3rd Party Risk Management , Cloud Security , Cybercrime

Victims of Snowflake Data Breach Receive Ransom Demands

Attackers Demanding Up to $5 Million to Delete Stolen Data, Investigators Report
Victims of Snowflake Data Breach Receive Ransom Demands
Snowflake customers caught up in a massive credential attack are receiving extortion demands. (Image: Shutterstock)

Attackers who stole terabytes of data from clients of cloud-based data warehousing platform Snowflake have been shaking down the victims, demanding a ransom to not leak exfiltrated data.

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The criminal group involved "is using stolen customer data to extort victims, and simultaneously attempting to sell the data on cybercriminal forums," said Google's Mandiant incident response group. Mandiant assisted with Snowflake's investigation into the data breach, which appears to have affected about 165 customer accounts.

Most victims have yet to be publicly named, beyond Live Nation Entertainment's Ticketmaster, Santander Bank and automotive parts supplier Advance Auto Parts.

Mandiant told Bloomberg that it knows of up to 10 Snowflake customers who have received ransom demands of $300,000 to $5 million each from the attackers, a group it's been tracking under the codename UNC5537, since first detecting the campaign in April.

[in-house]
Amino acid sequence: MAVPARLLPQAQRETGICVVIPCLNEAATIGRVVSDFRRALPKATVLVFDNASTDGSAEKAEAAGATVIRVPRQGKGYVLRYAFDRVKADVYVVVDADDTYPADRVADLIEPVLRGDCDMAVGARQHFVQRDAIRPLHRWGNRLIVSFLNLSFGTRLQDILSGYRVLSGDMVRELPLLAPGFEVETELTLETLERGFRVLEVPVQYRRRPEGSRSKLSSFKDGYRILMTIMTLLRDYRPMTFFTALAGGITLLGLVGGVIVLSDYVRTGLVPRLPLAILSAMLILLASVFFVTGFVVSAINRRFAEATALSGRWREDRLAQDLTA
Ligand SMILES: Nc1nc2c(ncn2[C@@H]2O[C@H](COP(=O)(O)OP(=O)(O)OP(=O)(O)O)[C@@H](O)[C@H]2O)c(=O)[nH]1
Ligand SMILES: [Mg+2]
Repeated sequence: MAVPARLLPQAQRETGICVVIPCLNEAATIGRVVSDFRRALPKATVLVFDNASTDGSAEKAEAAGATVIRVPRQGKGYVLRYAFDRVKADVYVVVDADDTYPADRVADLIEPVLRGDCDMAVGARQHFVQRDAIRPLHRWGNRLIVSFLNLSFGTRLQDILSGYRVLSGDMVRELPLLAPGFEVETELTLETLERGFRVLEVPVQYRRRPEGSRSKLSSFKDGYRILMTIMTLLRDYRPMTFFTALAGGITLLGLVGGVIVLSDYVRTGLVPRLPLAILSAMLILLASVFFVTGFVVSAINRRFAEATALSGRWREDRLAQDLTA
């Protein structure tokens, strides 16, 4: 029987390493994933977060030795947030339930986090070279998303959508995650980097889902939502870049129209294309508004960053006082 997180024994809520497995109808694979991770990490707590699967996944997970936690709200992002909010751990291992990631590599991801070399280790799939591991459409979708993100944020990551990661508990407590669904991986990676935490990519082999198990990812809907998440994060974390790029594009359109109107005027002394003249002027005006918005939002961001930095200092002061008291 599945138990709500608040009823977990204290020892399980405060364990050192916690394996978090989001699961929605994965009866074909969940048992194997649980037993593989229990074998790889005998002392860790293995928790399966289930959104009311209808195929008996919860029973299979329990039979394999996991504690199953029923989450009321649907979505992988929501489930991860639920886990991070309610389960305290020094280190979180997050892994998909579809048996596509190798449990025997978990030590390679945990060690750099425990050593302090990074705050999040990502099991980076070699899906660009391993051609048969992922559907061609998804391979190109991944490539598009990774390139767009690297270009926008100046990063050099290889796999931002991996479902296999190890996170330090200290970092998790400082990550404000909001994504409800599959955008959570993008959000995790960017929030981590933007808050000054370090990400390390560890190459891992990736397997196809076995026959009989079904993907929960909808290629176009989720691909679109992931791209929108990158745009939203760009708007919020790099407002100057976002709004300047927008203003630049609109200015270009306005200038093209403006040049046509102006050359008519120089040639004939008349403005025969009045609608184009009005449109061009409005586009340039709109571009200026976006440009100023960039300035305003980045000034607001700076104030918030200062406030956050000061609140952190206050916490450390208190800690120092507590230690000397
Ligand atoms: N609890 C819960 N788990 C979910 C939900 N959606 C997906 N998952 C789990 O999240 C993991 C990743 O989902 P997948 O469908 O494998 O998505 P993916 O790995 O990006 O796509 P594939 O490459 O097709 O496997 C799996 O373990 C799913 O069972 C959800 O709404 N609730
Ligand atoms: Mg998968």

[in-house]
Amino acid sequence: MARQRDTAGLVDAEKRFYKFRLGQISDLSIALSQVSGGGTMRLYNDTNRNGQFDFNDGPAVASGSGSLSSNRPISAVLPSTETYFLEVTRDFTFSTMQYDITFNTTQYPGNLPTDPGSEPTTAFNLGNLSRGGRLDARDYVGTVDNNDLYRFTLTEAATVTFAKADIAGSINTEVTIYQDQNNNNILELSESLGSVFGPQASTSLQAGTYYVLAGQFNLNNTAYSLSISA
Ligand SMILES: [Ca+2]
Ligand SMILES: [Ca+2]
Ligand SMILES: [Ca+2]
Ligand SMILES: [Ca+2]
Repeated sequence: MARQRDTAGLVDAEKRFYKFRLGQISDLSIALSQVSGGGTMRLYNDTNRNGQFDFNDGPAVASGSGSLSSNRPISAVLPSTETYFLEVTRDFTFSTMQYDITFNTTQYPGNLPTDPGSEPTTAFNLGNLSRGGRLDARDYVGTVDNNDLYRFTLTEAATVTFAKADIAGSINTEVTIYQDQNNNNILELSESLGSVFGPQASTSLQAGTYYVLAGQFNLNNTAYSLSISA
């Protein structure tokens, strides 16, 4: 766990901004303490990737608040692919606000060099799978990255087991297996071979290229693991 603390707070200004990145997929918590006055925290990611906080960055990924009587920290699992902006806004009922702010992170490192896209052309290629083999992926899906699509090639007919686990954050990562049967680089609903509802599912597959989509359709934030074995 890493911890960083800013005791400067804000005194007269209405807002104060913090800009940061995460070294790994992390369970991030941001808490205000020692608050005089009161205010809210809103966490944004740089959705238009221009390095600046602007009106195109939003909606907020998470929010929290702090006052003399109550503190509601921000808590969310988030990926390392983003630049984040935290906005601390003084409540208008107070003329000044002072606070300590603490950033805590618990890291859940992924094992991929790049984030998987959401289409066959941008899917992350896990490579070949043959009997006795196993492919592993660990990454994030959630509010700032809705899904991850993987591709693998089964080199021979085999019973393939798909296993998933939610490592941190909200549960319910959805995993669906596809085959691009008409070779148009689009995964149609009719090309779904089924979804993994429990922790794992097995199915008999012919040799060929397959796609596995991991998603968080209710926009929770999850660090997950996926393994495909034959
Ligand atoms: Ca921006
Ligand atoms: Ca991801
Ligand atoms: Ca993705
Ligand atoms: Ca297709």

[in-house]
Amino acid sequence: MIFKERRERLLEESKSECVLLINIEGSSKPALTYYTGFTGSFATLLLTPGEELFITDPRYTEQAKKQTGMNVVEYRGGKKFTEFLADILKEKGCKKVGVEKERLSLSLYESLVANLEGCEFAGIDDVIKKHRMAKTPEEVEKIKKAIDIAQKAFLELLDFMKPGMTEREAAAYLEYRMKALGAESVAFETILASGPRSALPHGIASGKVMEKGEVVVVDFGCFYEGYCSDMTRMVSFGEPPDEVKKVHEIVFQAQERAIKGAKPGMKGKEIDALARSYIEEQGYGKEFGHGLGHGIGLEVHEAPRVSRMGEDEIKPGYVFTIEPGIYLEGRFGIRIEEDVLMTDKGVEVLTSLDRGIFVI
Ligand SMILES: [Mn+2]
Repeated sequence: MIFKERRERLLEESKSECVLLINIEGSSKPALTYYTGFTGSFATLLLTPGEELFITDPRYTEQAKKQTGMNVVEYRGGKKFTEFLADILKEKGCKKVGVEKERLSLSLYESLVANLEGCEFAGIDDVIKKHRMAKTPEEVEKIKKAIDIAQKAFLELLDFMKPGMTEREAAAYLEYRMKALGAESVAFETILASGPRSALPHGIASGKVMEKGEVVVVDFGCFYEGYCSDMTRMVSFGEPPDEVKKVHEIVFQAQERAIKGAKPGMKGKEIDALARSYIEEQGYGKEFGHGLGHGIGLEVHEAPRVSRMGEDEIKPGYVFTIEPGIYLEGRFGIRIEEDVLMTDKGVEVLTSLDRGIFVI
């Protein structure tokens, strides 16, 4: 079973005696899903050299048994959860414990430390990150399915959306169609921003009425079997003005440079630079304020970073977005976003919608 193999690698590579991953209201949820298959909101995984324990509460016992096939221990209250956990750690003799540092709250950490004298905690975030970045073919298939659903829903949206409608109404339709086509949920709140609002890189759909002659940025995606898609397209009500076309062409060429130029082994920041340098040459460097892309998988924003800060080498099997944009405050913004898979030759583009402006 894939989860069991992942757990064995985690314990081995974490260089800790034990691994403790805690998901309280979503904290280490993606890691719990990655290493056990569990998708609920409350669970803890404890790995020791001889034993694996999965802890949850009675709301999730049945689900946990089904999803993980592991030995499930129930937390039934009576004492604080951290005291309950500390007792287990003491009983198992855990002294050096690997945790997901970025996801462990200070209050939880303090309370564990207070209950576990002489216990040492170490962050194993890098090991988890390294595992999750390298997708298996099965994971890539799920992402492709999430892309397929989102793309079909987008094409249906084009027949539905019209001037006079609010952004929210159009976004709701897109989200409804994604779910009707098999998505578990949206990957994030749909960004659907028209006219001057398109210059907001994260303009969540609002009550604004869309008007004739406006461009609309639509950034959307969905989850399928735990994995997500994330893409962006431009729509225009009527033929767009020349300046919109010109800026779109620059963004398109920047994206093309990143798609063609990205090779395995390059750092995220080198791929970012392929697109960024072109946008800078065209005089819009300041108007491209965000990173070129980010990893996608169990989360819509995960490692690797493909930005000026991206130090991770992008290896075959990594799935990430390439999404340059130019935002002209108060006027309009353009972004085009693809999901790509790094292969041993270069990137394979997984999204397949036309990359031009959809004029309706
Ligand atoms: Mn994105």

"We anticipate the actor to continue to attempt to extort victims," Austin Larsen, a senior threat analyst at Mandiant, told Bloomberg.

Mandiant on Monday released a threat hunting guide for Snowflake that includes "guidance and queries for detecting abnormal and malicious activity across Snowflake customer database instances." Mandiant said all instances retain the log data required for such threat hunting for 365 days, by default.

Snowflake, based in Bozeman, Montana, and founded in 2012 as a cloud-based data storage and analytics service, offers an AI Data Cloud among its products and services. The company's customers include CapitalOne, Citi, Dropbox, Exxon Mobil and KFC.

Known victims of this campaign include Ticketmaster, owned by Live Nation Entertainment, from which attackers allegedly stole data pertaining to 680 million customers. The attackers listed that data for sale on English-language data leak marketplace BreachForums, led by administrator ShinyHunters (see: Stolen Ticketmaster Data Advertised on Rebooted BreachForums).

On Thursday, the BreachForums user Sp1d3r reported that "Ticketmaster will not respond to request to buy data from us" and lowered the sale price to $100,000. Sp1d3r also claimed to dump onto the data leak marketplace, for free, data on 1 million customers, including their name, address, email address, birthdate, the last four digital of their credit card number and more.

Sp1d3rm, a prolific poster of stolen data sets, previously listed for sale on BreachForums stolen data pertaining to Santander Bank customers located in Chile, Spain and Uruguay as well as internal employee data. The advertisement for the dataset said it contained 6 million account numbers and balances and 28 million credit card numbers belonging to Santander, which issued a security alert to customers on May 14 saying it suffered a data breach. Santander subsequently advised customers to change their passwords.

The stolen Santander data was being stored in a Snowflake account, and the loose group of attackers involved in the campaign call themselves ShinyHunters, Wired reported. ShinyHunters is the name of a prolific cybercrime group that launched in 2020, executed a string of major data breaches and shepherded the previous instance of BreachForums, before it was disrupted by law enforcement.